This is a simplified example of how value capture could work. Not all projects will require JPAs, since they would not be cost effective for smaller projects. Taxing mechanisms could be different; there really is not a “cookie cutter” formula. Other considerations are that FTA regulations on value capture mechanisms are still evolving and state laws vary on what is and is not permitted.
Value Capture in Action
For some real-world examples, consider two projects that are currently utilizing value capture to fund transportation infrastructure. In San Francisco, there is the $4 billion Transbay Transit Center Project. The project includes a new transportation terminal, as well as housing and retail development, in the downtown financial district. The transportation terminal will facilitate connections between 11 different transportation systems, including commuter rail, heavy rail, light rail, Amtrak, buses and in the future, California high-speed rail. The development will also include 2,600 new residences, 3 million square feet of new office and commercial space, and 100,000 square feet of retail.
Situated in the Far West Side of Manhattan is the Hudson Rail Yards Development Project. The transit component is the extension of the No. 7 subway line, which is being funded with revenues derived via a value capture mechanism. The commercial-residential component of the project includes four high-rise towers that encompass 5.5 million square feet. Hudson Yards is a mixed-use development that will include office, retail, residential, parks, open space, culture and entertainment. At the completion of the project, it isanticipated that 30,000 people will work there and 10,000 people will live in the residential tower.
The projects share similar aspects even though it could be argued that they were started for different reasons. Transbay was driven by the need to construct a 21st century transportation center, a high-speed rail station, and other commercial-residential development, with transportation being the important priority. In New York City, the No. 7 Line was extended to provide subway service to an area of the city that lacked connectivity. The follow-on, high-density development in Hudson Yards, including potential expansion of the nearby Javits Convention Center, was the primary objective.
Value Capture Terminology
Most value capture agreements are incredibly complicated and have idiosyncrasies unique to the areas they serve. But certain terminology will pop up:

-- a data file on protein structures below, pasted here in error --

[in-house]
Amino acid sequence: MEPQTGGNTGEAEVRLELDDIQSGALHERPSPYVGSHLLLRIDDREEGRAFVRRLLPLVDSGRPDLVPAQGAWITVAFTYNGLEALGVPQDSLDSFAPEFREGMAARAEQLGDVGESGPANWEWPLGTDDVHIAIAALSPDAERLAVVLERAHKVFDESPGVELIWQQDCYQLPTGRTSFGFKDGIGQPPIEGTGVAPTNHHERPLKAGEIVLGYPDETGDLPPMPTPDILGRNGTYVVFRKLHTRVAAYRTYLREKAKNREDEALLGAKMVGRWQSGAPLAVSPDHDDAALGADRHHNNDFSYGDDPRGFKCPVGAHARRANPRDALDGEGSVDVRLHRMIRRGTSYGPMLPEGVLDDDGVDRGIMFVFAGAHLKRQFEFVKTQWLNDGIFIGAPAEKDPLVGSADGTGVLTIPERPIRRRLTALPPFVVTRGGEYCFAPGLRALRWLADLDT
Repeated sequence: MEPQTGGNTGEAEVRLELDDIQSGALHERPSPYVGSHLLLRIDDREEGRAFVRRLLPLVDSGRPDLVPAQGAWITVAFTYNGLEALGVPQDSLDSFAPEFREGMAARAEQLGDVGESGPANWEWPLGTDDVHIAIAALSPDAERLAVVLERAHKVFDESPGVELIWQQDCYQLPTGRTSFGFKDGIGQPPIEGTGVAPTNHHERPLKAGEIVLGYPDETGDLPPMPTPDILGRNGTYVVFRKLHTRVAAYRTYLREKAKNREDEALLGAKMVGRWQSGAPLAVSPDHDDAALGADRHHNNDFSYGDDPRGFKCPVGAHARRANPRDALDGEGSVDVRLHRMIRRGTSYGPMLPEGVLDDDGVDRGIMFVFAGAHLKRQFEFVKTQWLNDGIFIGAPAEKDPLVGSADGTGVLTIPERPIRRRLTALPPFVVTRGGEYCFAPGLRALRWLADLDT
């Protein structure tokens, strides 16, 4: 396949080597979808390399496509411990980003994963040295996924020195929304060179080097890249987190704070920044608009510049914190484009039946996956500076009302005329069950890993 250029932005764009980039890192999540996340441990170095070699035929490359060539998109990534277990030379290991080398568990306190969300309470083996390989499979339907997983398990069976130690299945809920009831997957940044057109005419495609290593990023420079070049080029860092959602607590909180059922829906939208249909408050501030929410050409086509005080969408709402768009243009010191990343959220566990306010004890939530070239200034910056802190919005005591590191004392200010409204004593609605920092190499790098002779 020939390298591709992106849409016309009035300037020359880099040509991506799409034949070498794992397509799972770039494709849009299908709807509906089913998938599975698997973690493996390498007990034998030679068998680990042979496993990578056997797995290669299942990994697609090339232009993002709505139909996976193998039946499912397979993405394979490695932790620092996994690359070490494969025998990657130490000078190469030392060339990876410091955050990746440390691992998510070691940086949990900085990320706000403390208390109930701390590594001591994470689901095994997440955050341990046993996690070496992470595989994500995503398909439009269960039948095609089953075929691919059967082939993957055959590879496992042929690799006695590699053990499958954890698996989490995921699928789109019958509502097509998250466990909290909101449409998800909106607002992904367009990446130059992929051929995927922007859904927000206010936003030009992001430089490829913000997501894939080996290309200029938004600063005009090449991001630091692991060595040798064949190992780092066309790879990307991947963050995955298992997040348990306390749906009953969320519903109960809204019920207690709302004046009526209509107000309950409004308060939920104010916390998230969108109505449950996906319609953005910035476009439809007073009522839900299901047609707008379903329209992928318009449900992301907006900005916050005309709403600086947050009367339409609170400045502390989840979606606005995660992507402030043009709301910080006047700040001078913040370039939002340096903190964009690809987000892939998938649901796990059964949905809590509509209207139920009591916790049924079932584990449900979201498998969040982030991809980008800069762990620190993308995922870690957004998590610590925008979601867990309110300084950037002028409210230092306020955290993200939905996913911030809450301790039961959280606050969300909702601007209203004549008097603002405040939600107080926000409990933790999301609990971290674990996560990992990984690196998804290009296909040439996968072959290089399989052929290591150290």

- Joint Powers Authority (JPA): The governmental or quasi-governmental entity that has overall management and financial responsibility, including bonding authority, for the project. The Hudson Yards Infrastructure Corp. (HYIC) JPA is interesting in that it has no employees of its own.
- Special Assessment District or Business Improvement District (BID): A predefined area for which the JPA or managing entity can assess taxes or fees to support the project.
- Tax Increment Financing (TIF): A method for collecting taxes or fees in a BID. A baseline assessment is established for the properties and the increase in value of those properties in future years, relative to the baseline year, is subject to special assessments.
- Interest Support Payments (ISP): Should the JPA be unable to generate enough income to cover interest payments to bondholders, another entity can be compelled to make up the difference.
- Development Impact Fees: Fees (generally one time) assessed to cover the cost of public facilities (water, public safety, schools, etc.) required to support the new development.
- Transferable Development Rights (TDR): TDRs are special rights to a property that grant zoning variances to the developer. The most common is permission to exceed established height or density regulations.
- Passenger Facility Charge (PFC): A per-ticket or per-vehicle charge for users of the facilities. Transbay has different schedules for different transit systems, ranging from $.25/trip for AC Transit to $2.00/ticket for HSR.
- Payment in Lieu of Taxes (PILOT): To incent developers, JPAs can establish a property tax-free zone. But the developers aren’t entirely off the hook — they are required to make payments to the JPA, based on assessed value. These PILOTs are generally significantly lower than what the developer would normally pay to the city under prevailing tax rates.
- Tax Equivalency Payment (TEP): TEPs are remittances by the local taxing authority (e.g. New York City) to the JPA of the taxes collected by the city in the BID for existing buildings and improvements.